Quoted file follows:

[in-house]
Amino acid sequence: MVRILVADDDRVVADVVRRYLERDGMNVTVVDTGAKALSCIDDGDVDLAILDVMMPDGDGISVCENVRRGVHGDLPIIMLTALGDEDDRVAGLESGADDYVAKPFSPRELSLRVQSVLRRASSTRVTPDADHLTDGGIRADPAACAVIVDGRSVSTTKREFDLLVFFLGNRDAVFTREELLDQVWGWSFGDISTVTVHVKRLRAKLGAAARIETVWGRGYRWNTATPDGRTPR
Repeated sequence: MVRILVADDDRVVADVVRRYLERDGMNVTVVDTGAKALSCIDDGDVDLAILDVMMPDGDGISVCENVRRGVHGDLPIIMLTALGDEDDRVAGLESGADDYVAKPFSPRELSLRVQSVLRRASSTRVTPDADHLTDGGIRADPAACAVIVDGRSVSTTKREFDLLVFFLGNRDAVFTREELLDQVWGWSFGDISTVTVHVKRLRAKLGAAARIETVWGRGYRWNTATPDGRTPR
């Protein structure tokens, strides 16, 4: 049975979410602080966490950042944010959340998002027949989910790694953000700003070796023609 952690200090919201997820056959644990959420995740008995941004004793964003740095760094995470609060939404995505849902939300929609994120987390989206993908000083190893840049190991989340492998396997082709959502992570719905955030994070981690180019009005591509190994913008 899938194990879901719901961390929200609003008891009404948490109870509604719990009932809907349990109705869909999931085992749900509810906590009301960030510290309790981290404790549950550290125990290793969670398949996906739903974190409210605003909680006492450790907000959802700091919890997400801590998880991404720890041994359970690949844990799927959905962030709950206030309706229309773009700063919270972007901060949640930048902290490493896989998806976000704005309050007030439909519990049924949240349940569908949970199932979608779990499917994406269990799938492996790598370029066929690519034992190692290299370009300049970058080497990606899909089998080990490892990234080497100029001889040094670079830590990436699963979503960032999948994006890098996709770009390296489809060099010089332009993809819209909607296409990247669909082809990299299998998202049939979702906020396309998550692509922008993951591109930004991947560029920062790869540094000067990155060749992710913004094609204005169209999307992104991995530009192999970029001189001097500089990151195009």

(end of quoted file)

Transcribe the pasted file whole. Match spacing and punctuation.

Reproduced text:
[in-house]
Amino acid sequence: MVRILVADDDRVVADVVRRYLERDGMNVTVVDTGAKALSCIDDGDVDLAILDVMMPDGDGISVCENVRRGVHGDLPIIMLTALGDEDDRVAGLESGADDYVAKPFSPRELSLRVQSVLRRASSTRVTPDADHLTDGGIRADPAACAVIVDGRSVSTTKREFDLLVFFLGNRDAVFTREELLDQVWGWSFGDISTVTVHVKRLRAKLGAAARIETVWGRGYRWNTATPDGRTPR
Repeated sequence: MVRILVADDDRVVADVVRRYLERDGMNVTVVDTGAKALSCIDDGDVDLAILDVMMPDGDGISVCENVRRGVHGDLPIIMLTALGDEDDRVAGLESGADDYVAKPFSPRELSLRVQSVLRRASSTRVTPDADHLTDGGIRADPAACAVIVDGRSVSTTKREFDLLVFFLGNRDAVFTREELLDQVWGWSFGDISTVTVHVKRLRAKLGAAARIETVWGRGYRWNTATPDGRTPR
């Protein structure tokens, strides 16, 4: 049975979410602080966490950042944010959340998002027949989910790694953000700003070796023609 952690200090919201997820056959644990959420995740008995941004004793964003740095760094995470609060939404995505849902939300929609994120987390989206993908000083190893840049190991989340492998396997082709959502992570719905955030994070981690180019009005591509190994913008 899938194990879901719901961390929200609003008891009404948490109870509604719990009932809907349990109705869909999931085992749900509810906590009301960030510290309790981290404790549950550290125990290793969670398949996906739903974190409210605003909680006492450790907000959802700091919890997400801590998880991404720890041994359970690949844990799927959905962030709950206030309706229309773009700063919270972007901060949640930048902290490493896989998806976000704005309050007030439909519990049924949240349940569908949970199932979608779990499917994406269990799938492996790598370029066929690519034992190692290299370009300049970058080497990606899909089998080990490892990234080497100029001889040094670079830590990436699963979503960032999948994006890098996709770009390296489809060099010089332009993809819209909607296409990247669909082809990299299998998202049939979702906020396309998550692509922008993951591109930004991947560029920062790869540094000067990155060749992710913004094609204005169209999307992104991995530009192999970029001189001097500089990151195009």